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From the Archive


Starting in May 2014, Harper’s Magazine is dedicating a page of each issue to an excerpt of a selection from our archive. Links to the full pieces are below. Most stories will require a subscription to read. To subscribe, please visit

For more great stories, subscribe to “From the Archive,” a weekly email that selects articles from our 170-year archive to put the week’s events into greater context.


• January: “Friendship and the Lifeboat,” by Herbert Gold (March 1973)


• December: “This Maternal Instinct,” by Dorothy Dunbar Bromley (September 1929)

• November: “When Did You Stop Wanting to Be President?,” by William S. Burroughs (March 1975)

• October: “He Runs a Hotel,” by Enid Griffis (November 1943)

• September: “Why the Police Fail,” by Herbert Best (January 1933)

• August: “Wisconsin Is Different,” by Elmer Holmes Davis (October 1932)

• July: “Courage for To-morrow,” by Avis D. Carlson (April 1939)

• June: “The Influenza Epidemic,” by David D. Rutstein (August 1957)

• May: “Why Should the Majority Rule?,” by Walter Lippmann (March 1926)

• April: “The Traffic in Guns,” by Carl Bakal (December 1964)

• March: “San Francisco Looks West,” by John Dos Passos (March 1944)

• February: “The American Conservatives,” by John Lukacs (January 1984)

• January: “The Assassin as Celebrity,” by Lewis H. Lapham (November 1975)


• December: “San Francisco—Our Other Metropolis,” Lillian Symes (April 1932)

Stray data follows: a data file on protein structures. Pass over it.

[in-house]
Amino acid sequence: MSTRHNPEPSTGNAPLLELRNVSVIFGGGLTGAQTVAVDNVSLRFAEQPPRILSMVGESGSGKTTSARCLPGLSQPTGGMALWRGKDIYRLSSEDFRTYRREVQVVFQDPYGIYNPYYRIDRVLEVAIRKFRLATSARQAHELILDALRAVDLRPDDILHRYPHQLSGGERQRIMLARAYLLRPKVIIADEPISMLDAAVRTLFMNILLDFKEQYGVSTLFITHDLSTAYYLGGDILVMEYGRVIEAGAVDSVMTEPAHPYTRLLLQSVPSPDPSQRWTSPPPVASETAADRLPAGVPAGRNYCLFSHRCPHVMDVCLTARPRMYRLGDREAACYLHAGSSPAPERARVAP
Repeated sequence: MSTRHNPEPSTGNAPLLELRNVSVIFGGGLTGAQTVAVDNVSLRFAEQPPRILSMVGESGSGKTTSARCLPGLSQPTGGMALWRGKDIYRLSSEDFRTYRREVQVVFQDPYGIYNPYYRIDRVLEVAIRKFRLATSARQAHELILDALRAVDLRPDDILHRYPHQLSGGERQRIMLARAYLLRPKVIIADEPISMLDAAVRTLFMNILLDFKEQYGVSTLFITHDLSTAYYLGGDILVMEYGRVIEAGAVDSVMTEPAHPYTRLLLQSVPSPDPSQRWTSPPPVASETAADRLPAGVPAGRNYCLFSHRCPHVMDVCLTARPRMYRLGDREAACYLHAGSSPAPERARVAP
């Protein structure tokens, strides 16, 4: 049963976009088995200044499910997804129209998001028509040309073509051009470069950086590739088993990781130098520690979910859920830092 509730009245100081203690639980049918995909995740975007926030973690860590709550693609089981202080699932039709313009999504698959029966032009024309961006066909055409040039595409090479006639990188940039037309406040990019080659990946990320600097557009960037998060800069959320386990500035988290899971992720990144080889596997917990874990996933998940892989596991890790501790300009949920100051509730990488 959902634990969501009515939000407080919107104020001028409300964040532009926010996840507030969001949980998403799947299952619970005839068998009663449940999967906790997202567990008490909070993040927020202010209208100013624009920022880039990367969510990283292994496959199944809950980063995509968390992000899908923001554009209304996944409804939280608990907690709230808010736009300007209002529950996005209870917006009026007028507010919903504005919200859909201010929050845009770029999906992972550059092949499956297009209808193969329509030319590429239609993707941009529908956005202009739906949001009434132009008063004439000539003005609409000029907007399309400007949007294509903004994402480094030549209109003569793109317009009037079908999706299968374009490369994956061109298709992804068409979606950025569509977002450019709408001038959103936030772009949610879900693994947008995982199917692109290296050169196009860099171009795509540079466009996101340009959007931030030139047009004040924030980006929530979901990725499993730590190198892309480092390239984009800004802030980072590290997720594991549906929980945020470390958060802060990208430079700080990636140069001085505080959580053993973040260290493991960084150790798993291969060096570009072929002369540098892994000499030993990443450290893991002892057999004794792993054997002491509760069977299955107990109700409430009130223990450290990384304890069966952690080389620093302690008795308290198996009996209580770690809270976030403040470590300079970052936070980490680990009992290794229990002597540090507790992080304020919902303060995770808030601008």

• November:“Take My Saddle from the Wall,” by Larry McMurtry (September 1968)

• October: “Webster and the Constitution,” by Henry W. Hilliard (March 1877)

• September: George Plimpton, “The Final Season” (January 1977)

• August: Gertrude A. Zerr, “Trails to Tiny Towns” (published serially in 1923)

• July: Earl Shorris, “Borderline Cases” (August 1990)

• June: Sally Helgesen, “Disco” (October 1977)

• May: Hubert H. Humphrey, “A Plan to Save Trees, Land, and Boys” (January 1959)

• April: Elizabeth Hardwick, “The Decline of Book Reviewing” (October 1959)

• March: Steven Brill, “Jimmy Carter’s Pathetic Lies” (March 1976)

• February: George Steiner, “A Better Way to Deal with China” (June 1957)

• January: Robert E. Peary, “Nearest the North Pole” (February 1907)


• December: Henry Louis Gates Jr., “Portraits in Black” (June 1976)

• November: Edmund G. Brown, “How to Put the States Back in Business” (September 1964)

• October: William H. Gass, “In Defense of the Book” (November 1999)

• September: Richard Halworth Rovere, “Labor’s Political Machine” (June 1945)

• August: Peter M. Leschak, “Hellroaring” (July 1989)

• July: Almena Lomax, “In the Faraway Country of Montgomery, Alabama” (September 1968)

• June: Louis Aston Marantz Simpson, “The Making of a Soldier USA” (February 1966)

• May: Susan Sontag, “Man with a Pain” (April 1964)

• April: Michael Pollen, “Flowers of Evil” (April 1997)

• March: Pearl S. Buck, “American Women” (August 1938)

• February: Adolus Huxley, “Modern Despots” (December 1936)